He recommends that “cyber security resilient architectures” be developed for the key sectors of energy, finance, food, health, transportation and the defense industrial base, with federal funding provided to support the development and operation of these cyber defenses. The U.S. Congress, Kramer recommends, should enact legislation to establish a research and development strategy that would lead to the creation of resilient cyber infrastructures for critical industries.

Promoting Academic Resilience

Building resilience is a huge challenge for academia. The U.S. university system through its “wellspring of ideas, experimentation and talent played a signature role in ending World War II and buttressing the space program in the 1960s,” said an April 2020 report published by the Brookings Institution titled, “Preparing the United States for the Superpower Marathon with China.” The report by scholars Michael Brown, Eric Chewning and Pavneet Singh states that since the fall of the Berlin Wall in 1989, the national purpose that  motivated professors and students to tackle complex security challenges has faded. The PRC now graduates six to eight times as many science, technology, engineering and mathematics (STEM) students than the U.S. “University programs are financially strained and must seek higher-paying foreign students — often Chinese nationals — to fill the ranks. But the U.S. immigration system does not allow these students to stay in the U.S. after graduating. So not only are U.S. taxpayers subsidizing the education of foreign talent in advanced STEM fields, we are subsequently losing the potential economic benefits of that investment,” the report states.

The brain drain is damaging U.S. resilience in a key area of intellectual pursuit. Cash-strapped universities are exploring partnerships with foreign funding sources, often Chinese, the report states, adding: “These soft power tools are not benign in their motivations and have been often documented to be vectors for propaganda.”

The Vladimir Rusanov, a liquefied natural gas tanker, docks at a terminal in eastern China’s Jiangsu province after its journey from Russia’s Yamal Peninsula. Russia and the People’s Republic of China are partners in a liquefied natural gas plant in the Siberian Arctic. AFP/GETTY IMAGES

The authors suggest that one way to establish resilience in STEM fields would be to make a “generational commitment” to STEM education. The U.S. government, they contend, should provide financial incentives for students to study STEM fields and offer government internships that lead to employment. Also needed are corporate tax credits for companies to hire more engineers and partial student-loan forgiveness for STEM students, the authors say.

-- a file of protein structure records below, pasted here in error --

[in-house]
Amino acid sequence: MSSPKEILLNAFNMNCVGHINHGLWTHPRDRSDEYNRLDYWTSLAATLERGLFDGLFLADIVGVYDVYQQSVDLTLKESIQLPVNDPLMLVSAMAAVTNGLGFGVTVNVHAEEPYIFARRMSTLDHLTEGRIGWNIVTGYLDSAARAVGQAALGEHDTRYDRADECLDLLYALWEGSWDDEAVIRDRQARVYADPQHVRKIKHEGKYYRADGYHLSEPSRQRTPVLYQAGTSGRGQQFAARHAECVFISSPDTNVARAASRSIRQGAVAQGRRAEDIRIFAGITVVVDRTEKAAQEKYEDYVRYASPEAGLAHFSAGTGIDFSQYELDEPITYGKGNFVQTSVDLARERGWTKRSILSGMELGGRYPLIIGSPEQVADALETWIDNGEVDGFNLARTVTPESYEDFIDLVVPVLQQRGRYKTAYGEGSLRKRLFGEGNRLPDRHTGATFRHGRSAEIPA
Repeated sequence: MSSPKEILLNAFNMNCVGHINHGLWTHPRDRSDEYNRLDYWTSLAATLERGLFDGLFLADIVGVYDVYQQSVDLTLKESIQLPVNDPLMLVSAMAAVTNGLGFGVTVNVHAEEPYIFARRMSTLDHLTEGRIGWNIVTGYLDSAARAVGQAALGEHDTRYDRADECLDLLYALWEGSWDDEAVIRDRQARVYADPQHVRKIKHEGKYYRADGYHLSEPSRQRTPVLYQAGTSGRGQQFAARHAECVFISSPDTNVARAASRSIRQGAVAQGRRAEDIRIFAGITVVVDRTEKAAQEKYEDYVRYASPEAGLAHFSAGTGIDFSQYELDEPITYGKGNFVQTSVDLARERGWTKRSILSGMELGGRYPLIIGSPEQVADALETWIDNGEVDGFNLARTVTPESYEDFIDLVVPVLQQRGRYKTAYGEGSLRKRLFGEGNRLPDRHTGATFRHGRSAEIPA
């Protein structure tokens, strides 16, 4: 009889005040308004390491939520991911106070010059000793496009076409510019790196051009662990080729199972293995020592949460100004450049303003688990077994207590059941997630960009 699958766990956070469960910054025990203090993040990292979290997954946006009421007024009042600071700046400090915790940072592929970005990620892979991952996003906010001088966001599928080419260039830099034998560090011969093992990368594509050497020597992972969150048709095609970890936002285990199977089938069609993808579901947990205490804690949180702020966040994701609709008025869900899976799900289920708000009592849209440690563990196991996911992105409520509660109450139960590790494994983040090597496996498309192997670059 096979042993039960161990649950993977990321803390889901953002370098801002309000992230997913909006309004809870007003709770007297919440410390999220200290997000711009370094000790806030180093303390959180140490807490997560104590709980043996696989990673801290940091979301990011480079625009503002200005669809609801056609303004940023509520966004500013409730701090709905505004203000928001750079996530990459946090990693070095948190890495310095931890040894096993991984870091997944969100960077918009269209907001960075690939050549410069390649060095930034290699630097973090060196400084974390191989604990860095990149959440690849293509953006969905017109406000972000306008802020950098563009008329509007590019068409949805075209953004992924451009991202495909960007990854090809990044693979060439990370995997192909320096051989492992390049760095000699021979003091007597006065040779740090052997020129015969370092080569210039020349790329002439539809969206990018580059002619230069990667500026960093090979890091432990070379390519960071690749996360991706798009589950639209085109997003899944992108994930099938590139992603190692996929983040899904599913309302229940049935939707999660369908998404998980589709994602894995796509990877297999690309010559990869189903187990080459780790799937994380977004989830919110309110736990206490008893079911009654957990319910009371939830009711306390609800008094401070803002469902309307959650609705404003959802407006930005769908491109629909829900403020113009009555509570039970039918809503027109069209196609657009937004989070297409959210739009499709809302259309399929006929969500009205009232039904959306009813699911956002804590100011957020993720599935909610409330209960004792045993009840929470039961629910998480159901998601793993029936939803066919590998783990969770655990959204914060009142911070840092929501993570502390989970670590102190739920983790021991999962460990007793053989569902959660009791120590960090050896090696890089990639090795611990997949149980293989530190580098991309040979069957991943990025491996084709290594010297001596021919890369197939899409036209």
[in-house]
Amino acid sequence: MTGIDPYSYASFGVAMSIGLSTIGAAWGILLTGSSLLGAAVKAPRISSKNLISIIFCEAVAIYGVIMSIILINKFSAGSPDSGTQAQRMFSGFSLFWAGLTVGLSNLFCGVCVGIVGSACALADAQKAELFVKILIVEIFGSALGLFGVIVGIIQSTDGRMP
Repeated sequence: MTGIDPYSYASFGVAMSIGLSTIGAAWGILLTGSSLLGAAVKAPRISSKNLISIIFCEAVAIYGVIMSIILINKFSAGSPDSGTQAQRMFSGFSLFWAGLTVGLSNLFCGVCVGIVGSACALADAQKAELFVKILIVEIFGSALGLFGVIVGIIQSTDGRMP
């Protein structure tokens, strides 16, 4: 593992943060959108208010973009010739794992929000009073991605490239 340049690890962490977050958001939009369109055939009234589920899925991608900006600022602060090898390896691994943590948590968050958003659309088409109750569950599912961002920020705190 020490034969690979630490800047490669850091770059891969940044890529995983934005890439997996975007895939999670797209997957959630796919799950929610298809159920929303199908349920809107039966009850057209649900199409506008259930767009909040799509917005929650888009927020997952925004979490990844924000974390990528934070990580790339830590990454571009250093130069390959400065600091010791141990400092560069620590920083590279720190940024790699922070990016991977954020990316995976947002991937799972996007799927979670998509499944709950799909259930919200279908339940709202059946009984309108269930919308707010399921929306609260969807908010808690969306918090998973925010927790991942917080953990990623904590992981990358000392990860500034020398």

Uneven Playing Fields

Another key test of resilience is the pressure of competing in a global economy where others don’t play by the same rules. The PRC and Russia blur the lines between “economic and national security, exerting state control over economic assets to further their national interest,” the Brookings report authors note. That leaves many U.S. companies outmatched when competing against state-subsidized firms such as those in China.

The challenges require the U.S. to look beyond a pure military analysis, whether about the inventory of aircraft carriers or the number of special operations forces in a theater, to assess the readiness of homeland defense, the authors contend. “The solution sets should instead integrate economic and financial tools such as sanctions, market access, and export controls along with forward military deterrence.”

Congress will rally behind U.S. businesses and research and development efforts, the authors contend, as will other nations if the U.S. takes the lead in building markets and supply chains that aren’t reliant upon the PRC. “Given China’s growing economy, investment in science and technology, and coercive power over its people, the winner of this superpower marathon is by no means certain,” the authors state. “The stakes, however, are paramount given China’s ideological differences and technology capability fueling an economy that is on a path to eclipse our own.” 

Arctic Chess Match

Perhaps nowhere is the challenge to U.S. resilience greater than in the Arctic, where the PRC and Russia have focused attention to control lucrative shipping routes and natural resources. The stakes in this contest involve key diplomatic, economic and military endeavors.